The Division recognizes that repurchase transactions have become widely used, because they represent an attractive cash-management tool for businesses and financial institutions. The Division also believes that, in light of amendments to the bankruptcy laws since the issuance of Interpretation No. 2 8 and recent case law which affords greater protection to participants in repurchase transactions in the event of bankruptcy of one of the parties,9 the conditions relating to the investment of customer funds by FCMs in connection with repurchase agreements can be revised to eliminate Condition 5 of Interpretation 2. The Division is, therefore, issuing this new Interpretation No. 2-1 which supersedes the prior interpretations and includes certain other amendments and clarifications to make the interpretation more consistent with the "book entry" system for transferring government securities.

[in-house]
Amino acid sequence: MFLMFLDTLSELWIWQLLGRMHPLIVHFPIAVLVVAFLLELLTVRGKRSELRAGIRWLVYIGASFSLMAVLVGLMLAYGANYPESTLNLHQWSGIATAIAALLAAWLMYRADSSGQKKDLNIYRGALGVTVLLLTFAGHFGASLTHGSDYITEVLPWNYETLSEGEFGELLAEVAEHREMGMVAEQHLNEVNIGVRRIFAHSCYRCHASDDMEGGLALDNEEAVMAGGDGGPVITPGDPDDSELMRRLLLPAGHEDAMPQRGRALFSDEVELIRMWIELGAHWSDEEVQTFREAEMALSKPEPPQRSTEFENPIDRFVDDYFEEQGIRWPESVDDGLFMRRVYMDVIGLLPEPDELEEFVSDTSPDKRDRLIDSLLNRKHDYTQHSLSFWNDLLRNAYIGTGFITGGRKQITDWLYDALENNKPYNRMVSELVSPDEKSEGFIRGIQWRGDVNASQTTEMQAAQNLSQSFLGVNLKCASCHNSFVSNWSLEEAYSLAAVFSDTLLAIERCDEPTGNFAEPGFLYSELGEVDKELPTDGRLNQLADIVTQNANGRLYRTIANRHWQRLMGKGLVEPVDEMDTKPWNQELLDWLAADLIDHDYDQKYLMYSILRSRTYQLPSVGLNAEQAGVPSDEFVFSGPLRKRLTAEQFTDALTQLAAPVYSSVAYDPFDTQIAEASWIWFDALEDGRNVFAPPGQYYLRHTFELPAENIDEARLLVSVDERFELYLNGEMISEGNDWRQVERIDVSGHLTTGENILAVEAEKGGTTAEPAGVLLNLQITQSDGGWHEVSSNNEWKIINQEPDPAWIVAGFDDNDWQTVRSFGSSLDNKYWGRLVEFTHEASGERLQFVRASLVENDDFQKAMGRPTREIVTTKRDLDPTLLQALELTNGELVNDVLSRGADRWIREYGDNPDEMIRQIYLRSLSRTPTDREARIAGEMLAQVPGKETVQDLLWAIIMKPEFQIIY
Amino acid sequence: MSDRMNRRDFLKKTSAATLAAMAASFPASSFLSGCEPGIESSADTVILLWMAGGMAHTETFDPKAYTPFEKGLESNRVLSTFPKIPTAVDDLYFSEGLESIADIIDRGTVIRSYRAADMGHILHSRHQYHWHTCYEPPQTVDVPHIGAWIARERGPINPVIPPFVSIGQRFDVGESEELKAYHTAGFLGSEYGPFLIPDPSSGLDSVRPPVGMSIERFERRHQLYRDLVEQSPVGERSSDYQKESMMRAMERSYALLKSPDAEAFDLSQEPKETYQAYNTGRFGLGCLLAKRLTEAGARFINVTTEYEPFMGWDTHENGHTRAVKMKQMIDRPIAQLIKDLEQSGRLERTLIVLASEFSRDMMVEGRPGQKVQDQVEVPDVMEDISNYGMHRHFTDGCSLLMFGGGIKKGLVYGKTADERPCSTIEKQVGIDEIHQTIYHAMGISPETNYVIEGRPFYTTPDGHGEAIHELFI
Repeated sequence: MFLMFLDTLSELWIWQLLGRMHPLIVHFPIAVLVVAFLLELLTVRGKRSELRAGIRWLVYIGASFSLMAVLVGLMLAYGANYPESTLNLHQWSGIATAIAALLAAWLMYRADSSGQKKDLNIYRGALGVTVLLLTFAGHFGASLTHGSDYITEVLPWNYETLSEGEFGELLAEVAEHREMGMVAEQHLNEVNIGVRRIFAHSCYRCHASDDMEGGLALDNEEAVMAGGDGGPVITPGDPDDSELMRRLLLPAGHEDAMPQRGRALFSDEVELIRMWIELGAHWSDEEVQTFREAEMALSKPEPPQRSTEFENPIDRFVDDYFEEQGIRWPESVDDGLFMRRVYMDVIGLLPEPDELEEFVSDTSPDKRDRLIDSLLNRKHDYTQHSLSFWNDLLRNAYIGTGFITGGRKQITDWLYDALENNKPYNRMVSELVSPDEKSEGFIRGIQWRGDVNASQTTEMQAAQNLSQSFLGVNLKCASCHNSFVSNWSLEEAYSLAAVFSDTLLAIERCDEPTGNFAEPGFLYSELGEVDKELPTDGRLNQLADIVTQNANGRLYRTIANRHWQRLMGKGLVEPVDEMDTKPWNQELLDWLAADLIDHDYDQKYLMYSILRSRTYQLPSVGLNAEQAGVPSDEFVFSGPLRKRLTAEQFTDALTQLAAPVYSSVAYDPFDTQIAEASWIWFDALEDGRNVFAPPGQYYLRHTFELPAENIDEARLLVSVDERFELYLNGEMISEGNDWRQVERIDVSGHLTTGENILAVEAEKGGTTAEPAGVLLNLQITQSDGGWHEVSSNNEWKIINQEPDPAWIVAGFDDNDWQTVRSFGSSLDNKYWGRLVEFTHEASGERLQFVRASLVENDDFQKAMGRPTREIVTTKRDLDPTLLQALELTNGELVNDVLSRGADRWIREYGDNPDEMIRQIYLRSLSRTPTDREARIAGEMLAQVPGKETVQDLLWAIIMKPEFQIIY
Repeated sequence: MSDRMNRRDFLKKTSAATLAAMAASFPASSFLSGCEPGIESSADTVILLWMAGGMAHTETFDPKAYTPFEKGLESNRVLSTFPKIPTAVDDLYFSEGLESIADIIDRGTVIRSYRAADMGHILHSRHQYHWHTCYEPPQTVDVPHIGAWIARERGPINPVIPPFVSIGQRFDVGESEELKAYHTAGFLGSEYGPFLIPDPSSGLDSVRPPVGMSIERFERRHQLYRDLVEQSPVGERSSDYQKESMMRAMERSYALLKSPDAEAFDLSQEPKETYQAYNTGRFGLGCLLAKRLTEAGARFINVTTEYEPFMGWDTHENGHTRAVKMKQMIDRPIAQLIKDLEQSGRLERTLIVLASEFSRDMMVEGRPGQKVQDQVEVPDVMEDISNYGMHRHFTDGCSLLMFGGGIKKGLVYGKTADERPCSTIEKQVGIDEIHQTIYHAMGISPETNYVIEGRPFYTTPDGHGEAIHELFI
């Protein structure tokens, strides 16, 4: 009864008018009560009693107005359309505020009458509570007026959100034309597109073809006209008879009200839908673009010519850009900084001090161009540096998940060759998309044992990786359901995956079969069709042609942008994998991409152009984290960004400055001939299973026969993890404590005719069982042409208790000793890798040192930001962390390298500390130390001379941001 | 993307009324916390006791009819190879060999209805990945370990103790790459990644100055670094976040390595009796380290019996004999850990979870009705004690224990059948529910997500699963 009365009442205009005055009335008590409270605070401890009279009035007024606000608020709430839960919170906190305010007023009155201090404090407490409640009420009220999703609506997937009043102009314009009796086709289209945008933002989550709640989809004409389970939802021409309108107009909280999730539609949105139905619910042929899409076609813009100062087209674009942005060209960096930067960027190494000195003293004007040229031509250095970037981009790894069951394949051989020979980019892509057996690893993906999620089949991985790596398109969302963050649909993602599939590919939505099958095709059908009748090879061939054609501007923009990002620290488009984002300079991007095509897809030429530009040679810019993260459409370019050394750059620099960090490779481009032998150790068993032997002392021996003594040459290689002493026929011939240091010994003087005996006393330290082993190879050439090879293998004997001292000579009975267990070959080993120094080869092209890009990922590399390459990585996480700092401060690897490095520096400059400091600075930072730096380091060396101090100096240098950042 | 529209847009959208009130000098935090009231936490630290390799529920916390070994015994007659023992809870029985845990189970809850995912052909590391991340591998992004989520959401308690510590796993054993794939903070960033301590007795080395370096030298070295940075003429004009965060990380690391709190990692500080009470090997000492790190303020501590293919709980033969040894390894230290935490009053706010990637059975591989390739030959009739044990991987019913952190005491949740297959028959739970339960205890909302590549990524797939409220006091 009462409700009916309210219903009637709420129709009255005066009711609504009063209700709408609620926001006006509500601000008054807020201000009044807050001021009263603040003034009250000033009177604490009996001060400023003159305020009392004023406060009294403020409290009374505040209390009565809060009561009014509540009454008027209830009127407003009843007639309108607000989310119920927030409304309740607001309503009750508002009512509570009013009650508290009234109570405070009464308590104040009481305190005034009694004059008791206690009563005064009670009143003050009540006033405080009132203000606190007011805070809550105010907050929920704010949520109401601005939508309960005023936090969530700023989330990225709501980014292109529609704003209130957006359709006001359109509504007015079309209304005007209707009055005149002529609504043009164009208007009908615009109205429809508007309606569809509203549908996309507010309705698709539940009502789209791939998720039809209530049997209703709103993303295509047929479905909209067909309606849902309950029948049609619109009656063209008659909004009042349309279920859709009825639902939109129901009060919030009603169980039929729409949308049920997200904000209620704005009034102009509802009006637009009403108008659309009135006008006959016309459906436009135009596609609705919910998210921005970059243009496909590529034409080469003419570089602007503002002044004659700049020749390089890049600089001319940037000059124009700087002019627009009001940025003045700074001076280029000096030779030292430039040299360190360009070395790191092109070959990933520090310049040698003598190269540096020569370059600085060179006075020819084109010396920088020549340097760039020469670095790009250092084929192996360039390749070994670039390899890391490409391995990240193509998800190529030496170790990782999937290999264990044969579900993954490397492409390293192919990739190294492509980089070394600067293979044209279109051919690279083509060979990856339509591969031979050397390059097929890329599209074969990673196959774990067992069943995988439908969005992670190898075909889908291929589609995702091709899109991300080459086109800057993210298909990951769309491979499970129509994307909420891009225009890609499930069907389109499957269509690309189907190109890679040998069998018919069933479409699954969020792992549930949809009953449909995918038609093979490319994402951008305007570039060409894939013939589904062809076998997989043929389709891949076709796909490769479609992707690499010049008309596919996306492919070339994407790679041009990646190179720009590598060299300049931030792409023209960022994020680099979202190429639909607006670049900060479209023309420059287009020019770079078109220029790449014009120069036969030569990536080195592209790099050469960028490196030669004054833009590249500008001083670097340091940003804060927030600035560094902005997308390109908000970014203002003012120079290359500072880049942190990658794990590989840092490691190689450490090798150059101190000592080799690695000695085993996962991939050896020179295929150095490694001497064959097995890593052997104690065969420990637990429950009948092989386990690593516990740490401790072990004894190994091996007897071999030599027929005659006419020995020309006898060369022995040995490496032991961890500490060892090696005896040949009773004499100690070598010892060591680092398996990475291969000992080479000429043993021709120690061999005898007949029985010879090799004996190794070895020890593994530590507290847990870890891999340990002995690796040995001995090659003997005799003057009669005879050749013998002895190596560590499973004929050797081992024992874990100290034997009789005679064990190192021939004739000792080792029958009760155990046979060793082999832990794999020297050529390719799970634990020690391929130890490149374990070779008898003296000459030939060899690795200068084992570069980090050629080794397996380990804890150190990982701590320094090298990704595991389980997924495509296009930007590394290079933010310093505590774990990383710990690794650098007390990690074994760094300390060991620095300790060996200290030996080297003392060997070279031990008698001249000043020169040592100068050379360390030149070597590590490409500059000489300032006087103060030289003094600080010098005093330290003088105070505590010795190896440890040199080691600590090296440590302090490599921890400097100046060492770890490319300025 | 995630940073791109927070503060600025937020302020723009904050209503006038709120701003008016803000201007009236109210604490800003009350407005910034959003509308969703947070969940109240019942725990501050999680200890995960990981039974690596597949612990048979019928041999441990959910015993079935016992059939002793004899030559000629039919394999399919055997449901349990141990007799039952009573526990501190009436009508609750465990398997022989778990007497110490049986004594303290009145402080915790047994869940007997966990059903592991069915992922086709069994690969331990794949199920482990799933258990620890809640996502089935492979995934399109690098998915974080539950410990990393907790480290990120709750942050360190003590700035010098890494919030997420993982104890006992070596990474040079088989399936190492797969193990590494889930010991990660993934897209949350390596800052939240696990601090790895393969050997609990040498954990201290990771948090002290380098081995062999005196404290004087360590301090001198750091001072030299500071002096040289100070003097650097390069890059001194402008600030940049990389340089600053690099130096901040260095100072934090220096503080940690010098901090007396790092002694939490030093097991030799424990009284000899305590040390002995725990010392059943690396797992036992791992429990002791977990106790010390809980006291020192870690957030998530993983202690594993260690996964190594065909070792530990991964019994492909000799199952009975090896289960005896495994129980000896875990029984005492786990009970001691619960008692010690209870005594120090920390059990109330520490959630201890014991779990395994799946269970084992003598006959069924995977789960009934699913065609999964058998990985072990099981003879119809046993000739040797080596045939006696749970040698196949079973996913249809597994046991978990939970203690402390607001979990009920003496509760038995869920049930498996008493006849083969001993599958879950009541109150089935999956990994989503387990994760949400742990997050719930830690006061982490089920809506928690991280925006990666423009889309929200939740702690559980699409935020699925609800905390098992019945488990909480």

Section 4d(2) of the Act permits the investment of customer funds in government securities. Based on changes in the law, which provide the absolute right for an FCM to retain securities subject to a reverse repurchase agreement in the event of a counterparty bankruptcy, the Division of Trading and Markets takes the position that the use of customer funds for the purchase of securities under reverse repurchase agreements, in accordance with the conditions set forth below, will be treated as sales and buy-backs for these purposes and therefore deemed permissible investments under Section 4d(2) of the Act and Commission Rule 1.25 (this discussion is phrased in terms of an FCM's investment of customer funds, but also would apply to a clearing organization's investment of such funds):